Also, Mr Speaker, on 26 July this year, the Government announced their intention to consult on implementing Lord Justice Jackson’s recommendations on the reform of civil litigation costs and funding arrangements. Sir Rupert Jackson’s independent and comprehensive report published in January 2010 makes a clear case that the costs in civil cases in England and Wales have become too high, and he makes a broad range of recommendations for reducing those costs. I am convinced by Sir Rupert’s argument that achieving proportionate costs and promoting access to justice go hand in hand. I believe that the consultation proposals for the reform of civil litigation funding and costs presented today will help rebalance access to justice with proportionate costs in civil cases.

In particular, Sir Rupert’s proposals would reform the operation of no-win no-fee conditional fee agreements or CFAs. CFAs are funding agreements under which lawyers are not paid if they lose but may charge an uplift or a success fee of up to 100 per cent on their base costs if they win. CFAs as they currently operate allow claims to be brought at no financial risk to individual claimants, but the other side of the coin is that CFAs impose substantial additional costs on defendants. The Government have already accepted the recommendations of my right honourable and noble friend Lord Young of Graffham’s recent report on health and safety and the compensation culture, Common Sense, Common Safety. My noble friend’s typically cogent report endorses Sir Rupert’s proposals. The key proposal is to abolish recoverability of success fees and the associated after-the-event insurance premiums in CFA cases. Under the current regime, defendants must pay these additional costs if they lose. These additional costs can be substantial, as the success fee can be double the base legal costs. In addition, significant costs can arise from claimants’ purchase of after-the-event insurance. After-the-event insurance can be taken out by parties in a CFA-funded case to insure against the risk of having to pay their opponent’s costs and their own disbursements if they lose. We are proposing that claimants should have to pay their lawyers’ success fee and will therefore take an interest in controlling the costs being incurred on their behalf. This will also reduce the disproportionate costs burden on defendants.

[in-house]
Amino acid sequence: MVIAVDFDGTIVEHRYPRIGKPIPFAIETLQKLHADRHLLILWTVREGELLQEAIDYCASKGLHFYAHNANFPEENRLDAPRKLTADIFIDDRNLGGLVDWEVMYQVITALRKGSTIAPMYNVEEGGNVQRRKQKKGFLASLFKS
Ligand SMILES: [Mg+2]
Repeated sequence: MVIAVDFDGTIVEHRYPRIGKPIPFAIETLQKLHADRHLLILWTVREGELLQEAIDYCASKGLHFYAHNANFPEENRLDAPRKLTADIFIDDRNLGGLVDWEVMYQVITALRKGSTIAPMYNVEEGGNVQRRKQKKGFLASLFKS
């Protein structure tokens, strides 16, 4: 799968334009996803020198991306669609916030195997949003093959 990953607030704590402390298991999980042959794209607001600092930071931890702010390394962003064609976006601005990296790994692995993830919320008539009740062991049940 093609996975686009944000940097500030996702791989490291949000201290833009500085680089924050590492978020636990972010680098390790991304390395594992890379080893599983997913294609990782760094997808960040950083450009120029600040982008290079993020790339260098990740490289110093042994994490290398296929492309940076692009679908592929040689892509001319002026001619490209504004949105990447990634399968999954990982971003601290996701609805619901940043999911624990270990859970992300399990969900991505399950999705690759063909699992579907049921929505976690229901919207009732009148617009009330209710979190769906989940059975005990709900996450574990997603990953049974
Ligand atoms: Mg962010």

We are also seeking views on implementing other recommendations which are designed to balance the impact of these major changes, in particular to assist claimants. These recommendations include a 10 per cent increase in general damages to help pay the success fee and introducing a mechanism of qualified one-way costs shifting. This would protect the vast majority of personal injury claimants from paying a winning defendant’s costs and will therefore reduce the need for after-the-event insurance. We also propose to allow damages-based agreements or contingency fees in litigation before the courts. These are another form of no-win-no-fee agreement under which lawyers can take a proportion of the claimants’ damages in fees. This would increase the funding options available to claimants.

Other proposals would further encourage parties to make and accept reasonable offers, as well as introduce a new test to ensure that overall costs are proportionate. We also propose to increase the modest costs which can be recovered by people who win their cases where they represent themselves without lawyers.

Taken together, my reform proposals complement the wider programme of reform which I will be bringing forward to move towards a simpler justice system: one which is more responsive to public needs, which allows people to resolve their issues out of court, using simpler, more informal remedies where they are appropriate, and which encourages more efficient resolution of contested cases where necessary.

I commend this statement to the House”.

My Lords, that concludes the Statement.

My Lords, I thank the Minister for repeating the Statement made in another place by the right honourable and learned gentleman, the Lord Chancellor, and for allowing me an advance sight of the Statement; but I have to say, thanks to the very comprehensive briefing that has clearly been given to two newspapers over the past 24 hours, we have had the chance of looking at the Statement more than in just the past few minutes.